Hazelnut Lemon Cake with Roasted Blueberries

Hazelnut lemon bread & roasted blueberries // sweetsonian

Hazelnut lemon bread & roasted blueberries // sweetsonian

Summer has arrived, swiftly warning me of its brutality.

Today is my day off — I didn’t have much planned except for yoga this evening, but Kristen invited me to speak to her 6th and 7th graders about having a career in art. While one class seemed more interested in knowing if I knew “how to hack” or not (I told them that Google knew every single thing they did on the internet, so it was in their best interest to not hack), some students were genuinely interested in learning more about art and design.

Hazelnut lemon bread & roasted blueberries // sweetsonian

Hazelnut lemon bread & roasted blueberries // sweetsonian

I sure wish I had someone to talk to about careers in creative when I was younger! My newspaper advisor in high school (now a client!) was always supportive of my want to pursue design as a career, but being part of a family who only cared about finance made art school impossible.

It’s weird, isn’t it? I have friends working in almost every industry that exists. Some whose parents are creatives and encouraged creative careers — some of that backfires and sometimes it works. There seems to be a delicate balance. My parents strongly (forcefully) encouraged me to pursue finance and accounting. Sophomore year of college, I took an accounting class, and was doing pretty well. I hated every minute of every econ class I ever took, and I went into that accounting class with an A. But halfway through the final, I thought to myself, why the hell am I here? I hate accounting. I refuse to ever take another accounting class again.

So I walked out of the final exam. I got a C.

My dad wanted to kill me, but I knew I had made the right decision. It was the decision to choose my own courses, and to finally stop letting my parents dictate what I wanted. Back then, I wanted to be a CIA operative. I started taking Arabic classes, and I excelled. My parents rolled their eyes.

And don’t get me wrong, I loved my college experience, and my Arabic wasn’t bad — I had a couple of job offers for career paths close to being a CIA operative (but not quite the real thing). And I liked it, but there’s just no comparison to how much I love what I do now. I don’t think time was wasted, per se, but man, twenty-seven year old Sarah would loooove to travel back to 2004 and whisper some advice to high school Sarah. It wouldn’t be to specifically go to art school, but it would have been to stop letting my parents scare me into a career that I didn’t want.

Instead of the year and a half of economics classes for the business major, I could have been taking illustration and design. I can take those classes now, but sometimes, I wish I had a better base.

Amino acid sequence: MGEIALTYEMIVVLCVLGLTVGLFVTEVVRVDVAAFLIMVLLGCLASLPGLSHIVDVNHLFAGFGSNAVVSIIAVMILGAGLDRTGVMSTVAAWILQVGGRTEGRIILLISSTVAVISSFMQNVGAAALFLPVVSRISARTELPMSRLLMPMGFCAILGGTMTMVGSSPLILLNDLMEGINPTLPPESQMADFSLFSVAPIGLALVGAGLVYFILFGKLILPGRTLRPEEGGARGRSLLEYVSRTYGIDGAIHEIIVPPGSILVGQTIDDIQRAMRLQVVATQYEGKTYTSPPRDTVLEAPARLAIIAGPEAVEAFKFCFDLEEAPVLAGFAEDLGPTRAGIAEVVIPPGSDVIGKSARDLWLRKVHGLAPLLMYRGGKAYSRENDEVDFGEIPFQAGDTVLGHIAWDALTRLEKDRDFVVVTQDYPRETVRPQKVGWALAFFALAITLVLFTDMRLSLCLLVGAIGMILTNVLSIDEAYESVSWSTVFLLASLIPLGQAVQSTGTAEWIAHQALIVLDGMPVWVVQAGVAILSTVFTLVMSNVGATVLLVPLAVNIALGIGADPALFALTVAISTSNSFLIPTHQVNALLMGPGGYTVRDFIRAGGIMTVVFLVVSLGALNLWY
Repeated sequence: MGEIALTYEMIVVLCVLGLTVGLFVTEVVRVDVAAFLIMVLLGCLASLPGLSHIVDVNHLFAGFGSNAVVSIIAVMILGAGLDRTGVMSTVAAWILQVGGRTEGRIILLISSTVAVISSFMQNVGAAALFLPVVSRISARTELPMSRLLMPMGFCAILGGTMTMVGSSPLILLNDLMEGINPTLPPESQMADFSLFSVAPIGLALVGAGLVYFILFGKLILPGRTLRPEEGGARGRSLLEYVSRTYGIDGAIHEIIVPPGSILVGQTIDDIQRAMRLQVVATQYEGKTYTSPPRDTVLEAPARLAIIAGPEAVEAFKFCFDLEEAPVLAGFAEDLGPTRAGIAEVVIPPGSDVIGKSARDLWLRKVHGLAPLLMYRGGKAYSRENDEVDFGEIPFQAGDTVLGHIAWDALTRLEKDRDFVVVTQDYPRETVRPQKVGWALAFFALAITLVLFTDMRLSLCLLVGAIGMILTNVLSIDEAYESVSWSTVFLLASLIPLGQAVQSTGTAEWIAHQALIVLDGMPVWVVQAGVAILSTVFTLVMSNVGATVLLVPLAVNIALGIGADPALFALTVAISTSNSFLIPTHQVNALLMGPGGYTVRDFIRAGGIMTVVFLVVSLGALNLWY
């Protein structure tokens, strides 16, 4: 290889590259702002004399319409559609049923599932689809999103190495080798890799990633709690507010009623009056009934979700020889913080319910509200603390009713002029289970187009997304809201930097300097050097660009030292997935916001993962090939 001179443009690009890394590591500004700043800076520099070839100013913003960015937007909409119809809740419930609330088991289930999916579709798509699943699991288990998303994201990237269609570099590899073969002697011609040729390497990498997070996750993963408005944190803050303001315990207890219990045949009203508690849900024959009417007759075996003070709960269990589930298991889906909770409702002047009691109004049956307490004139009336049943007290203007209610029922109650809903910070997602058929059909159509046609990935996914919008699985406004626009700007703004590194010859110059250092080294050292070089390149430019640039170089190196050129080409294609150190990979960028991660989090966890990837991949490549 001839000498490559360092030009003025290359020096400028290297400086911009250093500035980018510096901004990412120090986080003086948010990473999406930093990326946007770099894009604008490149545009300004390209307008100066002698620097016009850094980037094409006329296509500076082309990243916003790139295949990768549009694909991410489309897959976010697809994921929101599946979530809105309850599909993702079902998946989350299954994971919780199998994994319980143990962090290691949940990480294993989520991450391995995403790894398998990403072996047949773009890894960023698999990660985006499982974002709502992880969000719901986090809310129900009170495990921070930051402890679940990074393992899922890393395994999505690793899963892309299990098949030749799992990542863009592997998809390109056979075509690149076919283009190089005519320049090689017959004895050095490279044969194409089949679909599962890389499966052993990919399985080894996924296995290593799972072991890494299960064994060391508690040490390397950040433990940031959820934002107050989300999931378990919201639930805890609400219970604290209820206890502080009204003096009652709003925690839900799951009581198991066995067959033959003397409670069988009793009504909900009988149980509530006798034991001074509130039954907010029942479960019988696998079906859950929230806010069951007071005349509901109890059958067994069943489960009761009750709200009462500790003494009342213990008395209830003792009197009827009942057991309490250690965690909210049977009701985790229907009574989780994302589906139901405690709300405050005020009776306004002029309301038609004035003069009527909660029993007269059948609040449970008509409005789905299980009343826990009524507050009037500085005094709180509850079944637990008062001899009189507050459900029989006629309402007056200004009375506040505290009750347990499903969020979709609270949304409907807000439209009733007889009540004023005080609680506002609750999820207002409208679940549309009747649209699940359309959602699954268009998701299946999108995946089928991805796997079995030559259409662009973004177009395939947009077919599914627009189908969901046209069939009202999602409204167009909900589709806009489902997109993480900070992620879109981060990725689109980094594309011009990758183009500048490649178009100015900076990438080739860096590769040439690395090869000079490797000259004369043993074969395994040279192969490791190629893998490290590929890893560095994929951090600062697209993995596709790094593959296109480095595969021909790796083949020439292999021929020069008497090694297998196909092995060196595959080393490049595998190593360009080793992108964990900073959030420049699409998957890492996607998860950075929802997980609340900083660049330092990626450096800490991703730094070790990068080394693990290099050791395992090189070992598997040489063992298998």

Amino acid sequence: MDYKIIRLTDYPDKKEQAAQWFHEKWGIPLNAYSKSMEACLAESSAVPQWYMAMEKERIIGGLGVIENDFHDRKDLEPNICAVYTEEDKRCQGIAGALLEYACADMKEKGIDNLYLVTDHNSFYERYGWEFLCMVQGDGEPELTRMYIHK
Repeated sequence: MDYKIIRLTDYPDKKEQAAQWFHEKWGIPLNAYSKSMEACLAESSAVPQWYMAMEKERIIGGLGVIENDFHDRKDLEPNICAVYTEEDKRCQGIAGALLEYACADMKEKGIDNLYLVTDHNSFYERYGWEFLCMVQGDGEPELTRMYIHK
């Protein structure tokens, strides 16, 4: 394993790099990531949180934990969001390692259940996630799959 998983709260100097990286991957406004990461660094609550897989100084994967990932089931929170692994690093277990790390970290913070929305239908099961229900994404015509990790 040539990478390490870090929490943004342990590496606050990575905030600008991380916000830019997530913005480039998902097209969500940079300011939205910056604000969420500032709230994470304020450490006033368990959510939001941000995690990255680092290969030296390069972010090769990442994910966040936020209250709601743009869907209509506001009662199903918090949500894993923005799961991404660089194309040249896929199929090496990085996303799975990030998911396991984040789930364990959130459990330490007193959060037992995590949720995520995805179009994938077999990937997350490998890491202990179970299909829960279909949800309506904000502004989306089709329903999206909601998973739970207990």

Hazelnut lemon bread & roasted blueberries // sweetsonian

Of course, the grass is always greener. Who knows, if I went to art school when I was an undergrad, the recession could have killed any marketing budgets that could have funded a budding career — especially in Los Angeles.

It’s one of the many reasons why I love talking to kids about my job. I tell them about how I always loved art and creativity, and that I was somehow able to make it my full-time job, and that these days, it’s much easier to find work in creative than it was ten years ago. And half of the interesting stuff lies in the fact that I didn’t go to art school. I technically didn’t have to go to school at all. But it shows that you don’t need a degree in whatever the rest of your life will be spent doing.

And when the kids ask me how many hours I spend working, it’s always shocking to add it up and tell them sometimes up to 70 hours a week. I can see their eyes bug out, but I always supplement it with telling them: You know, if you’re lucky enough to really love your work, it won’t always feel like work. Which is true. Now, if I could just turn writing this blog and making yummy treats my full-time job. That would be a treat, wouldn’t it?

Hazelnut lemon bread & roasted blueberries // sweetsonian

Hazelnut Lemon Cake with Roasted Blueberries, adapted from Diana Rossen Worthington


3/4 cup hazelnuts, finely ground
3/4 cup and 2 tablespoons all-purpose flour
1/4 teaspoon salt
1/2 teaspoon baking soda
6 tablespoons unsalted butter, room temperature
1 cup granulated sugar
2 large eggs
6 tablespoons Greek yogurt